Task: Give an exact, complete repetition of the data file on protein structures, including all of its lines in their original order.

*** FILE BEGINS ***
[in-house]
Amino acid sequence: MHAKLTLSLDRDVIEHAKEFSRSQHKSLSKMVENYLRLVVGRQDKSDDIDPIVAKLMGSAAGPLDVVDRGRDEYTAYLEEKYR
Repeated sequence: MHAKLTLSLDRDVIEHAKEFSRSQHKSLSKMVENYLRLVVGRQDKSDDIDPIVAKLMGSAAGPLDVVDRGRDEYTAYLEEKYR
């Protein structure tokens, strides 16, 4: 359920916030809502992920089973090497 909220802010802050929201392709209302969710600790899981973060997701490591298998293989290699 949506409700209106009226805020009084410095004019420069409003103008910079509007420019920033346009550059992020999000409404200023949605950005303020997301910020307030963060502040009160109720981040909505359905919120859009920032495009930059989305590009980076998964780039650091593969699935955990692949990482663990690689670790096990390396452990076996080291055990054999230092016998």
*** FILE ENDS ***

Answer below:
[in-house]
Amino acid sequence: MHAKLTLSLDRDVIEHAKEFSRSQHKSLSKMVENYLRLVVGRQDKSDDIDPIVAKLMGSAAGPLDVVDRGRDEYTAYLEEKYR
Repeated sequence: MHAKLTLSLDRDVIEHAKEFSRSQHKSLSKMVENYLRLVVGRQDKSDDIDPIVAKLMGSAAGPLDVVDRGRDEYTAYLEEKYR
């Protein structure tokens, strides 16, 4: 359920916030809502992920089973090497 909220802010802050929201392709209302969710600790899981973060997701490591298998293989290699 949506409700209106009226805020009084410095004019420069409003103008910079509007420019920033346009550059992020999000409404200023949605950005303020997301910020307030963060502040009160109720981040909505359905919120859009920032495009930059989305590009980076998964780039650091593969699935955990692949990482663990690689670790096990390396452990076996080291055990054999230092016998």